Haysville, Kansas, physician Dr. Stephen Schneider and his nurse wife, Linda Schneider, were arrested on a 34-count federal indictment last month for allegedly improperly prescribing opioid pain medications and causing the deaths of at least four patients. The Schneiders are only the latest pain management health care providers to fall victim to the federal government's war against prescription drug abuse and diversion, and now a leading pain relief advocacy group is vowing to take the government to court to block further harassment of physicians and the pain-ridden patients who rely on them.
Last Friday, the Pain Relief Network announced it will seek a civil injunction barring the Justice Department from prosecuting the Schneiders. But the lawsuit could have much broader implications than the couple's freedom. It will argue that the way the federal Controlled Substances Act is applied to doctors and patients is unconstitutional.
"I want a judge to take a look at this and see if the United States has authority to prosecute," Pain Relief Network head Siobhan Reynolds said during a press briefing last Friday. Reynolds cited a ruling in a similar case that such prosecutions give the government unrestrained power to interfere in the doctor-patient relationship.
The real victims of the government's crackdown on the Schneiders and other health care professionals prescribing opioid pain medications are patients, said Reynolds. "These patients are in real harm's way," Reynolds said. "They are being attacked by the Department of Justice."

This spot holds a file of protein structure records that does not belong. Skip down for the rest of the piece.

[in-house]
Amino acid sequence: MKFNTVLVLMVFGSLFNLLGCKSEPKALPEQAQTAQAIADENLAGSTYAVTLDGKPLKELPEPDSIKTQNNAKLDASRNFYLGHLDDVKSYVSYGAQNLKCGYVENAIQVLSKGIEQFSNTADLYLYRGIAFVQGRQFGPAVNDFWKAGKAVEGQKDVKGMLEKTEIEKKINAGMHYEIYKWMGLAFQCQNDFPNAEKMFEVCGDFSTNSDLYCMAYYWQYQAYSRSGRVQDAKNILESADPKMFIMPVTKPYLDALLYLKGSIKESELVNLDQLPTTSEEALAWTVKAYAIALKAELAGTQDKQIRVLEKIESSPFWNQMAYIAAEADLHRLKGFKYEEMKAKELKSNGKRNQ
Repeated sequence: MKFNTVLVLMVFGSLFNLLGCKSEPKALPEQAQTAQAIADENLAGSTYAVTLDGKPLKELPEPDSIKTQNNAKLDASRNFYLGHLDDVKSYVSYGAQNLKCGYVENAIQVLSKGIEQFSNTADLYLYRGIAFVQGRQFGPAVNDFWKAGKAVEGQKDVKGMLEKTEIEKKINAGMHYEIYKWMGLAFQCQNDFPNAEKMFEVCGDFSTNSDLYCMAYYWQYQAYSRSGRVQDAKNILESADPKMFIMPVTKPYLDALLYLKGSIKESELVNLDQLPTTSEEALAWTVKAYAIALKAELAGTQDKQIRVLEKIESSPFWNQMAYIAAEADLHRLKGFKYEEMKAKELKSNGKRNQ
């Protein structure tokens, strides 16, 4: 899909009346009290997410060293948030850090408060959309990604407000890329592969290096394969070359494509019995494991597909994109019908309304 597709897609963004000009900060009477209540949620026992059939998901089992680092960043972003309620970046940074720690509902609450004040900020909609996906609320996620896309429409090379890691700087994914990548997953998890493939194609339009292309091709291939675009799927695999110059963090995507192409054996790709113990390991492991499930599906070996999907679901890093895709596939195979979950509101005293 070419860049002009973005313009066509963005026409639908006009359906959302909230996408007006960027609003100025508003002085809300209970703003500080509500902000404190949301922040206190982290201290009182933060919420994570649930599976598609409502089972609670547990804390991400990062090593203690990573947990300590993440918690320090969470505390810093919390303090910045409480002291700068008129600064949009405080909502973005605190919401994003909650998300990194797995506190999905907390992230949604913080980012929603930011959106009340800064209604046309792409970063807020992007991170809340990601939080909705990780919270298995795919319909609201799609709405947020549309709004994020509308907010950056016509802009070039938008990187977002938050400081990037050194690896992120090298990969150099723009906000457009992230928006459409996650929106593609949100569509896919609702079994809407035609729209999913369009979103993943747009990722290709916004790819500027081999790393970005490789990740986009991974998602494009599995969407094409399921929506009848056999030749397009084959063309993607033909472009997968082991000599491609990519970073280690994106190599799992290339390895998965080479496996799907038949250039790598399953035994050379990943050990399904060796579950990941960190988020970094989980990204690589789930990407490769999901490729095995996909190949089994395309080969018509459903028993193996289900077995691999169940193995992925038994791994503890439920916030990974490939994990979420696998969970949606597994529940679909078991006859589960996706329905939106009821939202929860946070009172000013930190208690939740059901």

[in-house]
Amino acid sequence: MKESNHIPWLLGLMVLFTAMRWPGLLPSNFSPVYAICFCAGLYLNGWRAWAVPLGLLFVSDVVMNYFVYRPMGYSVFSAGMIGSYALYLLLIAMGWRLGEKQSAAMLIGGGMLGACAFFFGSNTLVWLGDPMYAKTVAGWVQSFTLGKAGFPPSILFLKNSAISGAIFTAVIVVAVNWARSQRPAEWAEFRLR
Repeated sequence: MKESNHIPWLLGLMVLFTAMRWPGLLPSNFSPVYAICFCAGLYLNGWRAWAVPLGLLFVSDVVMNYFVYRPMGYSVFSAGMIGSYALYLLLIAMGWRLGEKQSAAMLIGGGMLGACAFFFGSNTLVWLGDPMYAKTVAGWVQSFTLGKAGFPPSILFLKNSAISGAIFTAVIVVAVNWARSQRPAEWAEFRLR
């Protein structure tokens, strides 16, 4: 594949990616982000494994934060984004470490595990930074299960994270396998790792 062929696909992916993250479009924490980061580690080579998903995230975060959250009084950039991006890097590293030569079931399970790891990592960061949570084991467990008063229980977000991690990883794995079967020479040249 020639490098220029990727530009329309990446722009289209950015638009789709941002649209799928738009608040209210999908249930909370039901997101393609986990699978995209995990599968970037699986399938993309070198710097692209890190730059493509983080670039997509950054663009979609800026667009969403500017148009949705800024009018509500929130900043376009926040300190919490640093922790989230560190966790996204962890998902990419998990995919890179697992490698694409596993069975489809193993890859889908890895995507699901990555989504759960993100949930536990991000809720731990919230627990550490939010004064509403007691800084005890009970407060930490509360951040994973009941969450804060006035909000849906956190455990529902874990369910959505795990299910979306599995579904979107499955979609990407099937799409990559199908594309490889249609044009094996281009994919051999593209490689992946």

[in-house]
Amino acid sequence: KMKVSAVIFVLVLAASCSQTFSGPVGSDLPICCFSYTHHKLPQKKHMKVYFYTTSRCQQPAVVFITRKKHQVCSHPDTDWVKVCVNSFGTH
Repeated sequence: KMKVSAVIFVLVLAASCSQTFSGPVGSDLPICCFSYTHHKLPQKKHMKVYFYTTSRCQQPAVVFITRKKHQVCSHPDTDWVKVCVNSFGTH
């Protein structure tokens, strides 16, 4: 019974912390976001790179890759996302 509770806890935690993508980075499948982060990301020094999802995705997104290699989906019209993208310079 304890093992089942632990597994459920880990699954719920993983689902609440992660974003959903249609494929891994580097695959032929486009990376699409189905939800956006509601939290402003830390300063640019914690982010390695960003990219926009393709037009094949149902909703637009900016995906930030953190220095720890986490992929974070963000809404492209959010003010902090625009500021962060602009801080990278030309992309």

While some of Dr. Schneider's former patients have filed malpractice lawsuits claiming they became addicted because of his prescribing, other patients said he had been a godsend and that they are suffering now without him.
One was Jamie McGuire, 49, who had been receiving pain meds for severe arthritis in his spine, hips, and shoulders resulting from an auto accident. Since Schneider was jailed, he has been unable to even get a referral to another doctor. "I think they railroaded him," he said of the prosecution. McGuire told reporters he is almost out of pain medication and his situation is dire. "If they don't do something, I will take myself out," McGuire said.
Another patient, Martin Beatty, 46, also showed up to support his doctor. He said he opted for a regime of pain meds rather than surgery or steroids after falling from a roof 12 years ago and had been a patient of Schneider's for three years. He admitted being dependent on his pain meds, but said that shouldn't matter. "Addiction doesn't mean I am going to be a bad person," Beatty said. Now he worries about going through withdrawal without being under a physician's care.
This week, patients and advocates continued to fight for Dr. Schneider, who, along with his wife, remains jailed. They gathered at his offices to show support and sign petitions, one to join the federal lawsuit, the other to keep the Kansas Board of Healing Arts from moving to suspend his license. According to Reynolds, the clinic will be forced to close because the physician assistants now writing prescriptions are doing so under the auspices of working for a clinic owned by a licensed physician. Other doctors who once practiced at the clinic have been run off by fears of federal prosecution, she said.
"Right now we are calling on the medical board to refrain from joining in this attack on this clinic. This clinic has been hobbled by the Justice Department. These patients are living in mortal fear," Reynolds said.